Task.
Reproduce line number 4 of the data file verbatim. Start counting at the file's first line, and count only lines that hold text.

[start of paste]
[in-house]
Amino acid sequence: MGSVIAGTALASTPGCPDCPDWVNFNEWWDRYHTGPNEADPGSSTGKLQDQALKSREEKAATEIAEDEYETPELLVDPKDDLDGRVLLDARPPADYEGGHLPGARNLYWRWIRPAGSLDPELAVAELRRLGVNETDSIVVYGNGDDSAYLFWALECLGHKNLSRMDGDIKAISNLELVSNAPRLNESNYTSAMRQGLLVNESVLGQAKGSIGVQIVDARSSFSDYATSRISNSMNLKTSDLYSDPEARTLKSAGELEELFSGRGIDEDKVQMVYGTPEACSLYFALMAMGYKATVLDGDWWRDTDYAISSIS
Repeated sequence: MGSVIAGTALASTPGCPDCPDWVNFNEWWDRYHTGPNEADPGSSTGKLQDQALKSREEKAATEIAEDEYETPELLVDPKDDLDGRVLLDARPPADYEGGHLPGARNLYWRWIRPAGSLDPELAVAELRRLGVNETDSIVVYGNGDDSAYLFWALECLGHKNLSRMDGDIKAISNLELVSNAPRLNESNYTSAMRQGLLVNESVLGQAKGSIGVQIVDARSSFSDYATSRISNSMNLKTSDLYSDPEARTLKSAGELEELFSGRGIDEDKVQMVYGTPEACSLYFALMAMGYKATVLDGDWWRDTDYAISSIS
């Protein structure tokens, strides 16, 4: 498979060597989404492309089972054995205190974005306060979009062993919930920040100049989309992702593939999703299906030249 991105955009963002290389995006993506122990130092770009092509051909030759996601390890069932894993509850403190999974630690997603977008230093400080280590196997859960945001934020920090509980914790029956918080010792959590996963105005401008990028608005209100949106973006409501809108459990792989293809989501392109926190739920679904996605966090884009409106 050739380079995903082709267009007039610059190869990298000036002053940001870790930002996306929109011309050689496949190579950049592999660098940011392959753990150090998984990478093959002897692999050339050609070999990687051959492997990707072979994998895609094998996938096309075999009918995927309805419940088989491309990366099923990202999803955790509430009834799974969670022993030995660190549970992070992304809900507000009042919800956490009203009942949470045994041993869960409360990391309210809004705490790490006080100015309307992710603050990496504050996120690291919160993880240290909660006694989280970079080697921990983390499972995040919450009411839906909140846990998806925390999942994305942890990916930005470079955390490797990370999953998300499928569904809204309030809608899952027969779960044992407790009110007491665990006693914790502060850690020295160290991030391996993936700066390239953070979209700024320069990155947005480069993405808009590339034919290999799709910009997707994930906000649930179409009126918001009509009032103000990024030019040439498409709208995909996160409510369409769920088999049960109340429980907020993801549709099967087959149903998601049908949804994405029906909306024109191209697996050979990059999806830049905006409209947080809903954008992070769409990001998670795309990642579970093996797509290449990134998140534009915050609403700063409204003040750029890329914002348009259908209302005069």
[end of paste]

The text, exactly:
């Protein structure tokens, strides 16, 4: 498979060597989404492309089972054995205190974005306060979009062993919930920040100049989309992702593939999703299906030249 991105955009963002290389995006993506122990130092770009092509051909030759996601390890069932894993509850403190999974630690997603977008230093400080280590196997859960945001934020920090509980914790029956918080010792959590996963105005401008990028608005209100949106973006409501809108459990792989293809989501392109926190739920679904996605966090884009409106 050739380079995903082709267009007039610059190869990298000036002053940001870790930002996306929109011309050689496949190579950049592999660098940011392959753990150090998984990478093959002897692999050339050609070999990687051959492997990707072979994998895609094998996938096309075999009918995927309805419940088989491309990366099923990202999803955790509430009834799974969670022993030995660190549970992070992304809900507000009042919800956490009203009942949470045994041993869960409360990391309210809004705490790490006080100015309307992710603050990496504050996120690291919160993880240290909660006694989280970079080697921990983390499972995040919450009411839906909140846990998806925390999942994305942890990916930005470079955390490797990370999953998300499928569904809204309030809608899952027969779960044992407790009110007491665990006693914790502060850690020295160290991030391996993936700066390239953070979209700024320069990155947005480069993405808009590339034919290999799709910009997707994930906000649930179409009126918001009509009032103000990024030019040439498409709208995909996160409510369409769920088999049960109340429980907020993801549709099967087959149903998601049908949804994405029906909306024109191209697996050979990059999806830049905006409209947080809903954008992070769409990001998670795309990642579970093996797509290449990134998140534009915050609403700063409204003040750029890329914002348009259908209302005069």